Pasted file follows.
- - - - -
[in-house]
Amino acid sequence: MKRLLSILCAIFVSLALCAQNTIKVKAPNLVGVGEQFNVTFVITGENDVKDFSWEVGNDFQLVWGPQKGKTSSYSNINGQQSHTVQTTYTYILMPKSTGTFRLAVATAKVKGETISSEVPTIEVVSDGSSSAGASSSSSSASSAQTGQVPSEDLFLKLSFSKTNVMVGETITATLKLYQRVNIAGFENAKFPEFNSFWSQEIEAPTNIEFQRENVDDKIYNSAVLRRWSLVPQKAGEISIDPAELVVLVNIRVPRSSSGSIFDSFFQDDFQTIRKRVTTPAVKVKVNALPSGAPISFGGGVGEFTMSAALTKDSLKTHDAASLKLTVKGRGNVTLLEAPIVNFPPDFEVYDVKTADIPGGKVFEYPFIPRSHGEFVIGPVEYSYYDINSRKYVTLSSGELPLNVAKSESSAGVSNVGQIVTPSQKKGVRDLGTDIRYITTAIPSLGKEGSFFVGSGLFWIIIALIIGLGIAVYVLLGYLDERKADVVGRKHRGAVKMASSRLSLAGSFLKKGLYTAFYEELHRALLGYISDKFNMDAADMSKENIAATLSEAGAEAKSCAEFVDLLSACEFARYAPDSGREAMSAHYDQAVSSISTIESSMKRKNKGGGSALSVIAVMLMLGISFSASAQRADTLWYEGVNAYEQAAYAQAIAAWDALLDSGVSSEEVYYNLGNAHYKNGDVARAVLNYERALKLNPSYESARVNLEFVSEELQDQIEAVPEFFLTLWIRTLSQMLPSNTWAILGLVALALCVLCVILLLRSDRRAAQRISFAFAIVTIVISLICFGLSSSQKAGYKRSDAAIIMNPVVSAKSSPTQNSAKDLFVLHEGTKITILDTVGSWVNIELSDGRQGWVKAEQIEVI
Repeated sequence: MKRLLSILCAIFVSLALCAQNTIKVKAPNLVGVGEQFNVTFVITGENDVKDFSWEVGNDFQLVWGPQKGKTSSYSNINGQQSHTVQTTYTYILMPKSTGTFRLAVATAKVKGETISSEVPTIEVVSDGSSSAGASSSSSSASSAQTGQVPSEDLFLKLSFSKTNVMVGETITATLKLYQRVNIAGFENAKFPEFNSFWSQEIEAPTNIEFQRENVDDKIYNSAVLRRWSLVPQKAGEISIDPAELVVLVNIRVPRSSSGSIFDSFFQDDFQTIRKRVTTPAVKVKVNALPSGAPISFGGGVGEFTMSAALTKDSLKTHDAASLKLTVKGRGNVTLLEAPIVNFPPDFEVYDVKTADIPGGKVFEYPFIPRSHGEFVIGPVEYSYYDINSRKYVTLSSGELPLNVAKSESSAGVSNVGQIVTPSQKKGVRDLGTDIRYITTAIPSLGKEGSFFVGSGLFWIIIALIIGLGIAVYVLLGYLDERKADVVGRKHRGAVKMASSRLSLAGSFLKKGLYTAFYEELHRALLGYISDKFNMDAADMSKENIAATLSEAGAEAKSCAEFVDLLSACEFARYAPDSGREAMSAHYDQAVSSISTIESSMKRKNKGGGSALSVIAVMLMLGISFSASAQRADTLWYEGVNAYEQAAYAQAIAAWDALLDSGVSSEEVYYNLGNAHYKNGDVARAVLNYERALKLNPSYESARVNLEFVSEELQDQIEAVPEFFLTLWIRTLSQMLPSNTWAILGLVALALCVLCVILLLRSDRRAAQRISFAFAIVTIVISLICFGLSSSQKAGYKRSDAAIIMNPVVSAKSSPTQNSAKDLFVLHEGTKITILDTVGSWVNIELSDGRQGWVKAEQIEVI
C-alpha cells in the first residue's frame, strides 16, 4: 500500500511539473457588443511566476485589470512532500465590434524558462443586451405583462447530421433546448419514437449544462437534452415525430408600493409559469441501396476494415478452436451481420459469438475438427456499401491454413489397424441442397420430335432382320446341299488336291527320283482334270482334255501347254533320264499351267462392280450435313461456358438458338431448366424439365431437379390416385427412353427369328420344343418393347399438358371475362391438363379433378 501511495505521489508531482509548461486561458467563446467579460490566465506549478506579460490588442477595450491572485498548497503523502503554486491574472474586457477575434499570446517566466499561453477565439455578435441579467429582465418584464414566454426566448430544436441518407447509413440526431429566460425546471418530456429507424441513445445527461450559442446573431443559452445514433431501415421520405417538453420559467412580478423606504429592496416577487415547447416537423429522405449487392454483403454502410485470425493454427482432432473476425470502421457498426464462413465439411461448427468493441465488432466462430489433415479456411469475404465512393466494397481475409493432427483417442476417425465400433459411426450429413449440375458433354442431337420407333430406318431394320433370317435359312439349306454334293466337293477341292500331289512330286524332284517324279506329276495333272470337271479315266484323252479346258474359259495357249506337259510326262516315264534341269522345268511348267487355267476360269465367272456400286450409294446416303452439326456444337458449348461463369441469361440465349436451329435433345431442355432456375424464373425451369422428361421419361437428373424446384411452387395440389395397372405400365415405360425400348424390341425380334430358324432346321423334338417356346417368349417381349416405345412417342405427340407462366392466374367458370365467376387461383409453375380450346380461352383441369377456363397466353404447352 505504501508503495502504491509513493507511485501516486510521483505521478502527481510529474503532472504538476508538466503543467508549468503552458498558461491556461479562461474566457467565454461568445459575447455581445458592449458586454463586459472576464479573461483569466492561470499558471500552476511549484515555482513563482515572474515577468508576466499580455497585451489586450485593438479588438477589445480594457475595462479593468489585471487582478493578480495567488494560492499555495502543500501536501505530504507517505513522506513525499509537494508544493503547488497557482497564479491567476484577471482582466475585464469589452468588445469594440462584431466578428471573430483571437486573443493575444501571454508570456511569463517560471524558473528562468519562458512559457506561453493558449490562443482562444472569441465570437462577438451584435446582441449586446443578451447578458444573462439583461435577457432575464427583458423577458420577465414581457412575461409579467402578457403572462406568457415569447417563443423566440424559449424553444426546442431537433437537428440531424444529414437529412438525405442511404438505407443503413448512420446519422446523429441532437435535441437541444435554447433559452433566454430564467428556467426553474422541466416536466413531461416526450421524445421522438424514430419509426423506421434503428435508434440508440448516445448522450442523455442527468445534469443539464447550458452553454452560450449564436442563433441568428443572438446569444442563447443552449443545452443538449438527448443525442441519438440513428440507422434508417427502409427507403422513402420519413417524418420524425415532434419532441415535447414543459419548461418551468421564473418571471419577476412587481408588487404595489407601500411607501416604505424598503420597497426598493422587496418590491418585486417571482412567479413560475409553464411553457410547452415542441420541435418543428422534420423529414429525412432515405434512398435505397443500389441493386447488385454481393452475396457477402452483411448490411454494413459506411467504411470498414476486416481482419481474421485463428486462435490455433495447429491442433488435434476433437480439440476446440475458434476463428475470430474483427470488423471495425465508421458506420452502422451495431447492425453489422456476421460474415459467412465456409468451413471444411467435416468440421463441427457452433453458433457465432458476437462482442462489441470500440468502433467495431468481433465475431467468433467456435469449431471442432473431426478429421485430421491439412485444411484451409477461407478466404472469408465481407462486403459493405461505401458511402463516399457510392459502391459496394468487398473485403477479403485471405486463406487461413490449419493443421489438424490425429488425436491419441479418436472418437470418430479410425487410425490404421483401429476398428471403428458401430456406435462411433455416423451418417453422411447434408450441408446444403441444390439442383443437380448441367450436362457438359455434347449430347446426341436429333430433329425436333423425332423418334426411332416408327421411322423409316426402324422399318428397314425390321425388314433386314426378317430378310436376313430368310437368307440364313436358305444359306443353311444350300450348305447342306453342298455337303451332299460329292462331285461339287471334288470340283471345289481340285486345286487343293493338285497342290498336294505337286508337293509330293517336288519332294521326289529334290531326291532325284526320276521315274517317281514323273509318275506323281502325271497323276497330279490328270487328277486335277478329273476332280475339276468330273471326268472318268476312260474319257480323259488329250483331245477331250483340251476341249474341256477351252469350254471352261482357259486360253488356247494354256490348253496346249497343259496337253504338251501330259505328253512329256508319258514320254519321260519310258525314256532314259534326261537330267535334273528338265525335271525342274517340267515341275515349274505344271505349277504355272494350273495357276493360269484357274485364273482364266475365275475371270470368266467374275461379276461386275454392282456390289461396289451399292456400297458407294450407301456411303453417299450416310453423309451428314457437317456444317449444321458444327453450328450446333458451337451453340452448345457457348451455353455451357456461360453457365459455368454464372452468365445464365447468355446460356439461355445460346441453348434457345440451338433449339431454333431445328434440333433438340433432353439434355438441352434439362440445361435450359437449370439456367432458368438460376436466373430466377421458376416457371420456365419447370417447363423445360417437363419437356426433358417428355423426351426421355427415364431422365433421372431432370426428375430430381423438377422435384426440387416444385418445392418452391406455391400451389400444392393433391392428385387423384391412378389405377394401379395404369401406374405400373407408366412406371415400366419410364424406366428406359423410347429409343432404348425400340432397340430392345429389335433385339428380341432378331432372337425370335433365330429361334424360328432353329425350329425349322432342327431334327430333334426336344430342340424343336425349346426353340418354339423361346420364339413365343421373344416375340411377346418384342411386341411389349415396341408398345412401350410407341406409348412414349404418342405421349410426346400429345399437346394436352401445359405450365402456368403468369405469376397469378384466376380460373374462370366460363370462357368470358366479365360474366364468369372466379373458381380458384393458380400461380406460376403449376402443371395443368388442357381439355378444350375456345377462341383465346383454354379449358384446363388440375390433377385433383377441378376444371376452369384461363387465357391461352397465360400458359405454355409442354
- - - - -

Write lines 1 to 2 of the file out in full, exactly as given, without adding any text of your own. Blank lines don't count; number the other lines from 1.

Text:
[in-house]
Amino acid sequence: MKRLLSILCAIFVSLALCAQNTIKVKAPNLVGVGEQFNVTFVITGENDVKDFSWEVGNDFQLVWGPQKGKTSSYSNINGQQSHTVQTTYTYILMPKSTGTFRLAVATAKVKGETISSEVPTIEVVSDGSSSAGASSSSSSASSAQTGQVPSEDLFLKLSFSKTNVMVGETITATLKLYQRVNIAGFENAKFPEFNSFWSQEIEAPTNIEFQRENVDDKIYNSAVLRRWSLVPQKAGEISIDPAELVVLVNIRVPRSSSGSIFDSFFQDDFQTIRKRVTTPAVKVKVNALPSGAPISFGGGVGEFTMSAALTKDSLKTHDAASLKLTVKGRGNVTLLEAPIVNFPPDFEVYDVKTADIPGGKVFEYPFIPRSHGEFVIGPVEYSYYDINSRKYVTLSSGELPLNVAKSESSAGVSNVGQIVTPSQKKGVRDLGTDIRYITTAIPSLGKEGSFFVGSGLFWIIIALIIGLGIAVYVLLGYLDERKADVVGRKHRGAVKMASSRLSLAGSFLKKGLYTAFYEELHRALLGYISDKFNMDAADMSKENIAATLSEAGAEAKSCAEFVDLLSACEFARYAPDSGREAMSAHYDQAVSSISTIESSMKRKNKGGGSALSVIAVMLMLGISFSASAQRADTLWYEGVNAYEQAAYAQAIAAWDALLDSGVSSEEVYYNLGNAHYKNGDVARAVLNYERALKLNPSYESARVNLEFVSEELQDQIEAVPEFFLTLWIRTLSQMLPSNTWAILGLVALALCVLCVILLLRSDRRAAQRISFAFAIVTIVISLICFGLSSSQKAGYKRSDAAIIMNPVVSAKSSPTQNSAKDLFVLHEGTKITILDTVGSWVNIELSDGRQGWVKAEQIEVI